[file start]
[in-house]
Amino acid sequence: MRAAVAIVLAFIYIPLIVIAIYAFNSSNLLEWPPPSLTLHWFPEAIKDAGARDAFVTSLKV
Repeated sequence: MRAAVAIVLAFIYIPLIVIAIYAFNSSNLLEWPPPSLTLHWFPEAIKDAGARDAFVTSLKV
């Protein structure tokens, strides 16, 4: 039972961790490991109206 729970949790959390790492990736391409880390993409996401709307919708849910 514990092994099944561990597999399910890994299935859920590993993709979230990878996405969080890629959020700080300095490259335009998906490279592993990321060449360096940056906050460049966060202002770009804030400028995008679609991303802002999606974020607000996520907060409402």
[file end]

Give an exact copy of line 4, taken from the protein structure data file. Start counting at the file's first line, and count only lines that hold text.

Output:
């Protein structure tokens, strides 16, 4: 039972961790490991109206 729970949790959390790492990736391409880390993409996401709307919708849910 514990092994099944561990597999399910890994299935859920590993993709979230990878996405969080890629959020700080300095490259335009998906490279592993990321060449360096940056906050460049966060202002770009804030400028995008679609991303802002999606974020607000996520907060409402």